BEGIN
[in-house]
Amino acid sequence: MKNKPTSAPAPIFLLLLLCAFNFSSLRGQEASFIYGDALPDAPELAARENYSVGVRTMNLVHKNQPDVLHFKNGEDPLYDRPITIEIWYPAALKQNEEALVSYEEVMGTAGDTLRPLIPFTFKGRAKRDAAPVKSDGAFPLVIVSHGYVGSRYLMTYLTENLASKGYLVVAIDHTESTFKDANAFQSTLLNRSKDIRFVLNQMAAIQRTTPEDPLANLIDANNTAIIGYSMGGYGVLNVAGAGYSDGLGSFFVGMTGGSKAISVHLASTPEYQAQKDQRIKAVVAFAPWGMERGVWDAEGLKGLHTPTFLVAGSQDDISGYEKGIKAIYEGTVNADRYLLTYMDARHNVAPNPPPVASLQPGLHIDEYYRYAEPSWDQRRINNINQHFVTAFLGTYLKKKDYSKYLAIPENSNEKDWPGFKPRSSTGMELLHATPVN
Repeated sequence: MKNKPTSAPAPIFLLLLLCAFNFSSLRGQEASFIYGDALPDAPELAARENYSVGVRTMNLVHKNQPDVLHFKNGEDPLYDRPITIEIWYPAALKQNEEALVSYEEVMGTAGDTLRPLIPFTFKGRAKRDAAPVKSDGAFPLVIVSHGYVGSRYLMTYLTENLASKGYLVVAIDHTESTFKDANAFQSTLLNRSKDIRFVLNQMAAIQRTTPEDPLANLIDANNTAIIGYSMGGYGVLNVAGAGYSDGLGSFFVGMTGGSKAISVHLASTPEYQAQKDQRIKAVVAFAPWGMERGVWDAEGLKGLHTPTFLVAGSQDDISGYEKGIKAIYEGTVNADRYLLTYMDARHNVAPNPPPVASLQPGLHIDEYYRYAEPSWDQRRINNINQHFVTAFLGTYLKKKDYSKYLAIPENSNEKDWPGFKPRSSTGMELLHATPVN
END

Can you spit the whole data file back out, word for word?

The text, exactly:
[in-house]
Amino acid sequence: MKNKPTSAPAPIFLLLLLCAFNFSSLRGQEASFIYGDALPDAPELAARENYSVGVRTMNLVHKNQPDVLHFKNGEDPLYDRPITIEIWYPAALKQNEEALVSYEEVMGTAGDTLRPLIPFTFKGRAKRDAAPVKSDGAFPLVIVSHGYVGSRYLMTYLTENLASKGYLVVAIDHTESTFKDANAFQSTLLNRSKDIRFVLNQMAAIQRTTPEDPLANLIDANNTAIIGYSMGGYGVLNVAGAGYSDGLGSFFVGMTGGSKAISVHLASTPEYQAQKDQRIKAVVAFAPWGMERGVWDAEGLKGLHTPTFLVAGSQDDISGYEKGIKAIYEGTVNADRYLLTYMDARHNVAPNPPPVASLQPGLHIDEYYRYAEPSWDQRRINNINQHFVTAFLGTYLKKKDYSKYLAIPENSNEKDWPGFKPRSSTGMELLHATPVN
Repeated sequence: MKNKPTSAPAPIFLLLLLCAFNFSSLRGQEASFIYGDALPDAPELAARENYSVGVRTMNLVHKNQPDVLHFKNGEDPLYDRPITIEIWYPAALKQNEEALVSYEEVMGTAGDTLRPLIPFTFKGRAKRDAAPVKSDGAFPLVIVSHGYVGSRYLMTYLTENLASKGYLVVAIDHTESTFKDANAFQSTLLNRSKDIRFVLNQMAAIQRTTPEDPLANLIDANNTAIIGYSMGGYGVLNVAGAGYSDGLGSFFVGMTGGSKAISVHLASTPEYQAQKDQRIKAVVAFAPWGMERGVWDAEGLKGLHTPTFLVAGSQDDISGYEKGIKAIYEGTVNADRYLLTYMDARHNVAPNPPPVASLQPGLHIDEYYRYAEPSWDQRRINNINQHFVTAFLGTYLKKKDYSKYLAIPENSNEKDWPGFKPRSSTGMELLHATPVN